I promised I'd liveblog SMILEY'S PEOPLE except actually i kinda failed, bcz I read it all over two days while nowhere near a keyboard. So actually I already finished, and this is going instead to be "SOME THINGS I THINK ABOUT SP as and when they pop into my silly head"
1: will be IT CERTAINLY HAS PAGE-TURNABILITY, proof by actual science and promise-breaking
― mark s, Wednesday, 21 September 2011 12:22 (six years ago) Permalink
2: i said on the tinker thread that i think this book is a FANTASIA. By this I mean a book written because the author enjoys writing certain characters and certain scenes, and threads the results together into a "novel" without enormous concern for the demands on form that a novel ought to make. The recent classic in this category is Thomas Harris's HANNIBAL.
I'm not against fantasias at all: they're a product of commodification really, the requirement that -- in order to be ready to be put on sale -- a book has to be of a certain extended length and finished-ness (you couldn't just publish the connie scene). Which means they almost always have problems with closure, if not with endings.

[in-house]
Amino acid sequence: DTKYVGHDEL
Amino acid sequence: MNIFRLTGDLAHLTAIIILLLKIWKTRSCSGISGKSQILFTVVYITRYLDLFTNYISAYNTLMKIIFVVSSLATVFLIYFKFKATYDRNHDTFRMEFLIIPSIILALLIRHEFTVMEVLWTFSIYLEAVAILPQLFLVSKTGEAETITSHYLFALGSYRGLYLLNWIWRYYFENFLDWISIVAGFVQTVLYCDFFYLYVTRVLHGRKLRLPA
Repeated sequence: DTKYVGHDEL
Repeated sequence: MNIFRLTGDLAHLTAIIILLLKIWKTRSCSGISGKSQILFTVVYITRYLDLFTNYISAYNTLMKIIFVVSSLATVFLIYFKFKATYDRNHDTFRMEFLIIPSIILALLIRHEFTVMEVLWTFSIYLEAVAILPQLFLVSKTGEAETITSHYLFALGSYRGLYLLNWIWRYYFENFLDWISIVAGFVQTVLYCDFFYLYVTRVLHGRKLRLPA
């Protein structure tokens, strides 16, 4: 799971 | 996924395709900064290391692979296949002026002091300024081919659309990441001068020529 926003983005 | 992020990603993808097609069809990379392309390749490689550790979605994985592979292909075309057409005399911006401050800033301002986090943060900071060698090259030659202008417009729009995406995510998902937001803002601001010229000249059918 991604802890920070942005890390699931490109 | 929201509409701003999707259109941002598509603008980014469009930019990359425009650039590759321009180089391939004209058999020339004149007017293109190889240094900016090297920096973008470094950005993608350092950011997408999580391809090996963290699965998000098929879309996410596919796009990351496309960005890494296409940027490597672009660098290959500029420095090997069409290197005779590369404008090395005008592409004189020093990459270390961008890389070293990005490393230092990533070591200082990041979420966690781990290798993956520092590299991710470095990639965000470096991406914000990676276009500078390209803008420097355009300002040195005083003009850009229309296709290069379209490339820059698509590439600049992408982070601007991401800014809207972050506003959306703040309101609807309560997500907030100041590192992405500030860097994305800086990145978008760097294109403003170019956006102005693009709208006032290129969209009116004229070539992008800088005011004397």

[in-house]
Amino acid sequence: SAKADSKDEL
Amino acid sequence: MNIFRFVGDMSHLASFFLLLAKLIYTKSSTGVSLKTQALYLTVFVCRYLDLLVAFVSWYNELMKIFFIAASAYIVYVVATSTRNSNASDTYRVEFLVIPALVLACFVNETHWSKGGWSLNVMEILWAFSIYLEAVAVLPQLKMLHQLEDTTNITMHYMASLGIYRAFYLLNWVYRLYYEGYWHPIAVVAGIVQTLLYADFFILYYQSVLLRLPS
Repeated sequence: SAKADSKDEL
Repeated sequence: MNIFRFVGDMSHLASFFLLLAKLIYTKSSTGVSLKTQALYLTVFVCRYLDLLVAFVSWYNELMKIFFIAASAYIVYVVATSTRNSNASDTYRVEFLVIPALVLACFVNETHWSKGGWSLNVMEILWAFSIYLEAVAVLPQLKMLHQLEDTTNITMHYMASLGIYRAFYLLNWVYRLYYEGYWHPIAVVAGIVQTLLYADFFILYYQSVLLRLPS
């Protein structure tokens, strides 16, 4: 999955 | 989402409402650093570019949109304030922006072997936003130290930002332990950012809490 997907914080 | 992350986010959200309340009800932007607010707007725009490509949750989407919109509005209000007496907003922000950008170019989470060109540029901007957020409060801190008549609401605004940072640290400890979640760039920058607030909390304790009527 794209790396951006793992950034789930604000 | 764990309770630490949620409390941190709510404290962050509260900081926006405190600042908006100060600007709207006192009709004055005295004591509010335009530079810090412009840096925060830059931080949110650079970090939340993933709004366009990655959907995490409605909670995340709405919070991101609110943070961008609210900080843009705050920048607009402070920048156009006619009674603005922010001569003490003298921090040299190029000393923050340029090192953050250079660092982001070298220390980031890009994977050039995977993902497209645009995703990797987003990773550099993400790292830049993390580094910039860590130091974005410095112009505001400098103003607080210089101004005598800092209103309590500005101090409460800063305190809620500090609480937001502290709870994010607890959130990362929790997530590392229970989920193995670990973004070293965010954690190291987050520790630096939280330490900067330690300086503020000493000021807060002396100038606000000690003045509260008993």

― mark s, Wednesday, 21 September 2011 12:26 (six years ago) Permalink
3: actually not so much a product of commodification as a protest against it: this is certainly true of hannibal, which is harris's revenge on all the creepy dicks who made themselves fans of "silence of the lambs"
SP is also a "revenger's book", but it's smiley's fantasy revenge more than it's john le carre's
― mark s, Wednesday, 21 September 2011 12:28 (six years ago) Permalink